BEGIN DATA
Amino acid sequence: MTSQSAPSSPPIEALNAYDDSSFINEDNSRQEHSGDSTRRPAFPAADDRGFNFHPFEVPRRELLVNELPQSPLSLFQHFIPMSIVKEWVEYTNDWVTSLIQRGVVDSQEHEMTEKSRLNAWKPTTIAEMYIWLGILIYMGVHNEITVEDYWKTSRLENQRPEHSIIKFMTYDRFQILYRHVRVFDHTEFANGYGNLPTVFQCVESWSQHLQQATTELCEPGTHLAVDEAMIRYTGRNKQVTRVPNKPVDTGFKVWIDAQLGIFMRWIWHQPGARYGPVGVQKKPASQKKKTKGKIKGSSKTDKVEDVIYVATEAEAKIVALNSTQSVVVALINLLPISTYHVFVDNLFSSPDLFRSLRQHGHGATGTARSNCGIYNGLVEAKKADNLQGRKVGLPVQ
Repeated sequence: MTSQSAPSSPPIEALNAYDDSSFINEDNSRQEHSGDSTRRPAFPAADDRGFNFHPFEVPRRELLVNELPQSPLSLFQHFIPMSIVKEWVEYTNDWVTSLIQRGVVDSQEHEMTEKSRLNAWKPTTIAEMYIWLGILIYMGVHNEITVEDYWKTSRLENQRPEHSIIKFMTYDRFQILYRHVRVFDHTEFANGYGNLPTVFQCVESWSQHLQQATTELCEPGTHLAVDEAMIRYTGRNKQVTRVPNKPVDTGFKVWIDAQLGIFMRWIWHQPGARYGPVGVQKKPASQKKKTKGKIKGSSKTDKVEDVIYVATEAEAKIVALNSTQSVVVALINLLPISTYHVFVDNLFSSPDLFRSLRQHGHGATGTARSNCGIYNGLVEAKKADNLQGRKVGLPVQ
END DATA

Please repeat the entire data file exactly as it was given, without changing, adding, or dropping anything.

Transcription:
Amino acid sequence: MTSQSAPSSPPIEALNAYDDSSFINEDNSRQEHSGDSTRRPAFPAADDRGFNFHPFEVPRRELLVNELPQSPLSLFQHFIPMSIVKEWVEYTNDWVTSLIQRGVVDSQEHEMTEKSRLNAWKPTTIAEMYIWLGILIYMGVHNEITVEDYWKTSRLENQRPEHSIIKFMTYDRFQILYRHVRVFDHTEFANGYGNLPTVFQCVESWSQHLQQATTELCEPGTHLAVDEAMIRYTGRNKQVTRVPNKPVDTGFKVWIDAQLGIFMRWIWHQPGARYGPVGVQKKPASQKKKTKGKIKGSSKTDKVEDVIYVATEAEAKIVALNSTQSVVVALINLLPISTYHVFVDNLFSSPDLFRSLRQHGHGATGTARSNCGIYNGLVEAKKADNLQGRKVGLPVQ
Repeated sequence: MTSQSAPSSPPIEALNAYDDSSFINEDNSRQEHSGDSTRRPAFPAADDRGFNFHPFEVPRRELLVNELPQSPLSLFQHFIPMSIVKEWVEYTNDWVTSLIQRGVVDSQEHEMTEKSRLNAWKPTTIAEMYIWLGILIYMGVHNEITVEDYWKTSRLENQRPEHSIIKFMTYDRFQILYRHVRVFDHTEFANGYGNLPTVFQCVESWSQHLQQATTELCEPGTHLAVDEAMIRYTGRNKQVTRVPNKPVDTGFKVWIDAQLGIFMRWIWHQPGARYGPVGVQKKPASQKKKTKGKIKGSSKTDKVEDVIYVATEAEAKIVALNSTQSVVVALINLLPISTYHVFVDNLFSSPDLFRSLRQHGHGATGTARSNCGIYNGLVEAKKADNLQGRKVGLPVQ